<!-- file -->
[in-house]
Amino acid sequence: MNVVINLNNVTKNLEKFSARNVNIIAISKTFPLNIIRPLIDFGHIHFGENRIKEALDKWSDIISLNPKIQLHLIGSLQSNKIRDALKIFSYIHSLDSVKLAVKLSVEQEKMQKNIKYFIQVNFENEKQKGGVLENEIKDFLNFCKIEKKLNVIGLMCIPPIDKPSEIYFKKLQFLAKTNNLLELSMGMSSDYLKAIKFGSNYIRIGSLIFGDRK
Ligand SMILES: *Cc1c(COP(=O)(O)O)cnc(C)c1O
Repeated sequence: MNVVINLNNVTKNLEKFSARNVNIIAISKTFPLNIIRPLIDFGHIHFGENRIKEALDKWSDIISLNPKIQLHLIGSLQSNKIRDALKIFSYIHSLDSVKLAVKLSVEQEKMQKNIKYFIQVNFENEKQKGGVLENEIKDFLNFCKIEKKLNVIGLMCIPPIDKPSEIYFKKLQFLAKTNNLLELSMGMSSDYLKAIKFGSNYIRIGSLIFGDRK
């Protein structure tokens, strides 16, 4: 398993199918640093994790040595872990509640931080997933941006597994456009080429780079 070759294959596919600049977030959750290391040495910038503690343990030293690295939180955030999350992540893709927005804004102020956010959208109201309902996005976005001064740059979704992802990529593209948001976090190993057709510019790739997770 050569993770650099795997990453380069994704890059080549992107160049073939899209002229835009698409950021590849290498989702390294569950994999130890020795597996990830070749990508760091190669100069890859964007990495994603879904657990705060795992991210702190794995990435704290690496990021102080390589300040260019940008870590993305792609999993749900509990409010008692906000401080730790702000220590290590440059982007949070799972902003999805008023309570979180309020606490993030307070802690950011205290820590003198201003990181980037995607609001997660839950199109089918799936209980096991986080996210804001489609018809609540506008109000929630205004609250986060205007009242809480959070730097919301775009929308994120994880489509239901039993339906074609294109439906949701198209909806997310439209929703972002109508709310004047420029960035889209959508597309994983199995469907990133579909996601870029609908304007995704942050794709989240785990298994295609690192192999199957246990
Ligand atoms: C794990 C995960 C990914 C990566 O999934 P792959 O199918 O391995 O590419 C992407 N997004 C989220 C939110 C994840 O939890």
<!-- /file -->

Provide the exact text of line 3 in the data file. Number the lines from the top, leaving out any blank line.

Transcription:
Ligand SMILES: *Cc1c(COP(=O)(O)O)cnc(C)c1O